Whole Foods’ 1Q Profit Up 8 Percent

NEW YORK (AP) -

Shares of Whole Foods Market Inc. dropped in after-hours trading Wednesday, after the grocery chain reported fiscal first-quarter profits and revenue fell below analysts’ forecasts. The Austin, Texas-based grocery chain, known for its organic and natural food offerings, also lowered its earnings projections for the year and pared down its top end of its full-year revenue guidance.

The latest results show that Whole Foods is facing an increasingly competitive landscape. The chain had been able to boost sales in large part because its healthy product selection fits with Americans’ changing eating habits. But more mainstream players like Kroger Co. are increasingly tapping into that trend as well, and rolling out more products or sections labeled as natural or organic.

That has put more pressure on Whole Foods to be more competitive with prices. The chain, which operates 373 stores, has battled a perception among shoppers that its food is pricey.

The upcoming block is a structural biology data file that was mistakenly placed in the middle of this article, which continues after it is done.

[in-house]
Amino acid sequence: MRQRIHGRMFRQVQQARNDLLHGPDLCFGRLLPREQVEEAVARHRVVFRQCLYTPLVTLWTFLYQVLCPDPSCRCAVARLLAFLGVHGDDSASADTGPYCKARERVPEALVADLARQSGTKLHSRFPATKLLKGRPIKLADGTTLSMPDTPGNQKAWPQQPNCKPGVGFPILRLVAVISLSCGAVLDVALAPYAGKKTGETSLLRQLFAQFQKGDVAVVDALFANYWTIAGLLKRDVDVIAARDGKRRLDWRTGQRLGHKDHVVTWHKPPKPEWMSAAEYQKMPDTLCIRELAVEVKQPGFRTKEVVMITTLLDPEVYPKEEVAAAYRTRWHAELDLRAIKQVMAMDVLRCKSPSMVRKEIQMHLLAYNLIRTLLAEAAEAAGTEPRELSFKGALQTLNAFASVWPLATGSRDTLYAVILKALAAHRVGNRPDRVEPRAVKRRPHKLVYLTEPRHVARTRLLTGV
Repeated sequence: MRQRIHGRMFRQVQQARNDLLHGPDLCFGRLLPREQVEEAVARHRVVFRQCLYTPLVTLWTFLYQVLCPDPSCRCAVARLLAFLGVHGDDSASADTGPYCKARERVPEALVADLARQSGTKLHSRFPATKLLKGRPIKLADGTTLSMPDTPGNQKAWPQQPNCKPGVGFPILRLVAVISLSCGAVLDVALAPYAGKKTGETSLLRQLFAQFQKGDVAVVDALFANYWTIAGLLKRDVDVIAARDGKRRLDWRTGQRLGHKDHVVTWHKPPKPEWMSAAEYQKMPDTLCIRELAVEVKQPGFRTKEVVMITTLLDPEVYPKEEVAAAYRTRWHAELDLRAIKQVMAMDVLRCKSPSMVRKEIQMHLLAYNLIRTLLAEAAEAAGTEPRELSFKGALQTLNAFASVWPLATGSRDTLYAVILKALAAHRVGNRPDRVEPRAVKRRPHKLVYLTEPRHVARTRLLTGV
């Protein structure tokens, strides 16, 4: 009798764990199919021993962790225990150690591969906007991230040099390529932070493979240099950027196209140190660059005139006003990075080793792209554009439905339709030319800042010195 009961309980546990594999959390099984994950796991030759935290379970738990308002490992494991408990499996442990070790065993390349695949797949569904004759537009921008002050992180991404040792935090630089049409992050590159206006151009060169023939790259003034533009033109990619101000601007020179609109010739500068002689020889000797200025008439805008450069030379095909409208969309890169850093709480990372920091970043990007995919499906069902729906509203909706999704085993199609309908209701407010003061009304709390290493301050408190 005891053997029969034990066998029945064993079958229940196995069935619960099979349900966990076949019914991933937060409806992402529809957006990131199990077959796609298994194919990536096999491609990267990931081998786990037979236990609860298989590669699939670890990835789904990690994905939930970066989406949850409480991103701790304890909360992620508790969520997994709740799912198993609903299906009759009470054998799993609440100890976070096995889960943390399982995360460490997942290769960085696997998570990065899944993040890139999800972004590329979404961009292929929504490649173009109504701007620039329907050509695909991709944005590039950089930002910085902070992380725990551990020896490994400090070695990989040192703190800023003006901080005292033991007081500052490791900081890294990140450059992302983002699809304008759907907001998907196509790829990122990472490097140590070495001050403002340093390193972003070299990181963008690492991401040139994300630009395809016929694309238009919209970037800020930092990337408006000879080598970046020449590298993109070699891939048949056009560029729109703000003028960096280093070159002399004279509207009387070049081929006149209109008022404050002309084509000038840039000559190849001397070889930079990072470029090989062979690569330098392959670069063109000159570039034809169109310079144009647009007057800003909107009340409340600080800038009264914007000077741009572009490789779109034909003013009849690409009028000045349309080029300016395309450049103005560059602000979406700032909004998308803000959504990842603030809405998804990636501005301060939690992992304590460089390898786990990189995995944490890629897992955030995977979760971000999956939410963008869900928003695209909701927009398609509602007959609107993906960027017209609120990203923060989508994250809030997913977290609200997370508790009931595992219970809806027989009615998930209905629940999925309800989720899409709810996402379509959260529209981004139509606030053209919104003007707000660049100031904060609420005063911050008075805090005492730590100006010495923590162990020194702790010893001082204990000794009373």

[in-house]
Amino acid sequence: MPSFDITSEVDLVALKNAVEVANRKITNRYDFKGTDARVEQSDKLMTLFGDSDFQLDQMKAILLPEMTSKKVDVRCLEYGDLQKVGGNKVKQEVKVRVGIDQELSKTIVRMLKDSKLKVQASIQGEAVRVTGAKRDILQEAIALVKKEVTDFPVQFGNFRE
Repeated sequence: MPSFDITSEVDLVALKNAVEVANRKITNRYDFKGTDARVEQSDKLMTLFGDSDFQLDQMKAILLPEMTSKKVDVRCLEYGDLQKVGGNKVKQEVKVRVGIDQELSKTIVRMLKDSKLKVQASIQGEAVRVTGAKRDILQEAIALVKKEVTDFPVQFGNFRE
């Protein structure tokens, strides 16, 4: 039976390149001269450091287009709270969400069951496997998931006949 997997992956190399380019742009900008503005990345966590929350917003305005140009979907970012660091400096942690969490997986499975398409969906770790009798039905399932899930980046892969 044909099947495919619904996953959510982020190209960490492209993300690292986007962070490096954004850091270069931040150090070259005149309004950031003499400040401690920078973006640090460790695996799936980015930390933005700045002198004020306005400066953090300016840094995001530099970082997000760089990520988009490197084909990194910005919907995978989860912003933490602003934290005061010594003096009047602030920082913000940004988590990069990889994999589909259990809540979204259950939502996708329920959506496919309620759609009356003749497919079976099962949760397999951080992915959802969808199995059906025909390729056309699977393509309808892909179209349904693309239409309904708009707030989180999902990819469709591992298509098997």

The chain earned a profit of $158 million, or 42 cents per share, in the quarter that ended on Jan. 19. That compares with a profit of $146 million, or 39 cents per share, in the year-ago period.

Revenue rose 10 percent, to $4.24 billion, in the quarter.

Analysts had expected 44 cents per share on revenue of $4.29 billion, according to FactSet estimates.

Revenue at stores opened at least a year rose 5.4 percent. Analysts had been expecting a 5.6 percent gain. The figure was slower than the 5.4 percent increase in the previous quarter and below the 7.2 percent pace seen in the year-ago period.

Whole Foods said it now expects earnings per share for the current fiscal year to be $1.58 to $1.65. It had originally expected $1.65 to $1.69. Analysts expected $1.68 per share, according to FactSet estimates.

The company also now expects full-year revenue to be up 11 percent to 12 percent. That’s down from an earlier projection of 11 percent to 13 percent.

The company released its earnings results after the market closed.

Shares dropped 7 percent, or $3.90, to $51.56 after hours, after having slipped 42 cents, to $55.46, in regular trading.